4. Colorado Rockies
The Rockies are screwed. Just a couple years back, they were in the Series. Since then, seemingly, everything has gone wrong. First, they traded their best player, and to whit, didn't get the value they should have. Huston Street is ok, Greg Smith is a middle reliever and Carlos Gonzalez should pan out to be—in one person's estimation—the next incarnation of Juan Encarnacion. Great. But that's not all, No. 1 starter (and even that's pushing it), Jeff Francis is out for the season, leaving a mish-mash as the starting rotation. Aaron Cook is ok at best and Ubaldo Jimenez not bad if he can keep his walks in check. After that, it could get ugly—Franklin Morales? Jason Marquis? In the field, the Rockies have some parts: Troy Tulowitzki should return healthy and back to his 2007 numbers. Brad Hawpe is a nice player in the outfield and he should get some company from can't-miss rookie, Dexter Fowler, who hit .335 in AA last year and should be up some time this season in Denver. But Garrett Atkins is the man who must replace Matt Holliday's production. And while Atkins had nice numbers last year, he's not the same player he was in 2006, and since that career year, his numbers have dropped each season. For this season to not be a total disaster, Atkins must return to some semblance of the 2006 version of himself. Even if that happens though, the scoreboard operator is going to earn his pay, as the Rockies pitching should be giving up runs by the bushels this year. The 2008 Rockies won 74 games. They won't win that many this year.
5. San Diego Padres
The Padres tried all winter to trade their ace starter as the enter complete rebuilding mode. They couldn't even do that right. The Padres batted .250 collectively as a team and were dead last with a .317 team-wide OBP. You're telling me, Jake Peavy couldn't have brought back some nice prospects to help change that? In any event, Peavy and Chris Young will be the excellent 1-2 combination at the start of the Padres rotation, at least until the trade deadline. After them, promising rookie Josh Green, Cha Seung Baek and Josh Banks round out the rotation. Mark Prior will try once again to stay healthy. And for the first time since the Korean War, Trevor Hoffman will not be closing games for the Padres, having been allowed to go to Milwaukee in free agency. Heath Bell taking over those duties, having the benefit of being young and cheaper if not as reliable as Hoffman. As for the lineup, well, it really shouldn't scare anyone. Adrian Gonzalez is the best player no one knows anything about. Brian Giles is not bad, but is as old as dirt. Jody Gerut is decent, Kevin Kouzmanoff is nothing special. And frankly that's about it. And despite the commitment to rebuilding by youth (i.e., trading talent for cheaper players), the Padres only have one prospect in Baseball America's top 100 prospects, so help wont be coming anytime soon. If fans in southern California are upset. Well, they should be. The Padres have mangled their team and offer no hope anytime soon. The no. 1 pick in the amateur draft is all Padres fans have to look forward to.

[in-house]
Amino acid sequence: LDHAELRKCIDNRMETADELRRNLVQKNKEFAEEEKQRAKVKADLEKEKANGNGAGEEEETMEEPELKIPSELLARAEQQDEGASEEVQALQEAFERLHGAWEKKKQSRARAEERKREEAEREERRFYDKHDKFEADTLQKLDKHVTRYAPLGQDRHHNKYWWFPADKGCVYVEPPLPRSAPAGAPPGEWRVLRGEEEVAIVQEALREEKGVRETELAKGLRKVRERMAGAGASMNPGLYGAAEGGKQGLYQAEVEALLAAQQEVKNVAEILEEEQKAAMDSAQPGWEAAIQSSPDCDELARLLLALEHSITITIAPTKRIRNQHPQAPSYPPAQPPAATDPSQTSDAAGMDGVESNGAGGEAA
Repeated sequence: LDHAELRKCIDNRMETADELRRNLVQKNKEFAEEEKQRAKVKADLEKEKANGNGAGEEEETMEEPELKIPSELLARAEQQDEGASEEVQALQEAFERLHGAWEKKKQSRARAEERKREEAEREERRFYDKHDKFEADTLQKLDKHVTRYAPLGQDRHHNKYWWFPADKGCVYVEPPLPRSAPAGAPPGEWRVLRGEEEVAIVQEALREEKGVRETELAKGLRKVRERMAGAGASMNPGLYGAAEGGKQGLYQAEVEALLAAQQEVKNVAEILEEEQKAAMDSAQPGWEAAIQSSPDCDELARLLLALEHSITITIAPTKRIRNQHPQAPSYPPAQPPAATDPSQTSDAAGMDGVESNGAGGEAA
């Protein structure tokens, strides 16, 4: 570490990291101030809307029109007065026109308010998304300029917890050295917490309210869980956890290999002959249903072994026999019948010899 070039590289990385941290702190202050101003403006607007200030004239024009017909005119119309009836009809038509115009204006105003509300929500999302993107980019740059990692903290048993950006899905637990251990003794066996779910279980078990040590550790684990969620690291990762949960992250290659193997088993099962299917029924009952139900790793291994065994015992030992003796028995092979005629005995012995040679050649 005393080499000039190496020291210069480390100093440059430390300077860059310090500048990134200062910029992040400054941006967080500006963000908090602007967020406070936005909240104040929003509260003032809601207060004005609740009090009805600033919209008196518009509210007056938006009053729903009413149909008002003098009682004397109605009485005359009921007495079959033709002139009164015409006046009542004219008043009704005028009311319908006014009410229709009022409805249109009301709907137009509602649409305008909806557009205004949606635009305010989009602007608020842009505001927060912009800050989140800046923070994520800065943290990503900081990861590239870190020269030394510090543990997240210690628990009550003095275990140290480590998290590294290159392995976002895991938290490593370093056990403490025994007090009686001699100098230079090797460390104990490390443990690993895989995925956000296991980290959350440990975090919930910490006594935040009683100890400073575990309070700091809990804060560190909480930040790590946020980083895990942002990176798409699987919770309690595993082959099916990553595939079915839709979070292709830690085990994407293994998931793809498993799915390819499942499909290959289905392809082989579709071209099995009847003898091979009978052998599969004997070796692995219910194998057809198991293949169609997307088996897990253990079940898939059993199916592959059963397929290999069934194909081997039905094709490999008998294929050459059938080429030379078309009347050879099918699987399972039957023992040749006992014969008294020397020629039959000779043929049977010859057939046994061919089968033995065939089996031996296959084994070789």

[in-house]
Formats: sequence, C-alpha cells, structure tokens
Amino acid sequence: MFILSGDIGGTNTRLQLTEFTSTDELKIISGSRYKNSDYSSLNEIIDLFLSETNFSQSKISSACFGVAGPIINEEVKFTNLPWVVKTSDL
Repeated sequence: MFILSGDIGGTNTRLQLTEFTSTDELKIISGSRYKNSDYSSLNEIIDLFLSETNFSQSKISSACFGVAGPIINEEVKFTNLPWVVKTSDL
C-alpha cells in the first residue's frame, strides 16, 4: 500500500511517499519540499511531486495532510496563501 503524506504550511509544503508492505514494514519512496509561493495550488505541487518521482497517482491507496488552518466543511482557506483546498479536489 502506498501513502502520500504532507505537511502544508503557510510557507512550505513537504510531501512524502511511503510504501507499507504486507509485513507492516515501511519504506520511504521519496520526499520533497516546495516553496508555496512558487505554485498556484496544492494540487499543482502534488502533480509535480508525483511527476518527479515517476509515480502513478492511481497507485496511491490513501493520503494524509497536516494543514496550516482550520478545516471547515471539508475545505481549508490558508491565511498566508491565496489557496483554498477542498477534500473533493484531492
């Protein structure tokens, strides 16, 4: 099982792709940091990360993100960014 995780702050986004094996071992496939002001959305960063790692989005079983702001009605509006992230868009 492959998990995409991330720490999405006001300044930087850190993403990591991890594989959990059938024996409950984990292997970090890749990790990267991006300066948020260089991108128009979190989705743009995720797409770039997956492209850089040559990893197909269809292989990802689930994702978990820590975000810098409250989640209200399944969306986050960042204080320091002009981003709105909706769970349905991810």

That's it, enjoy the season!!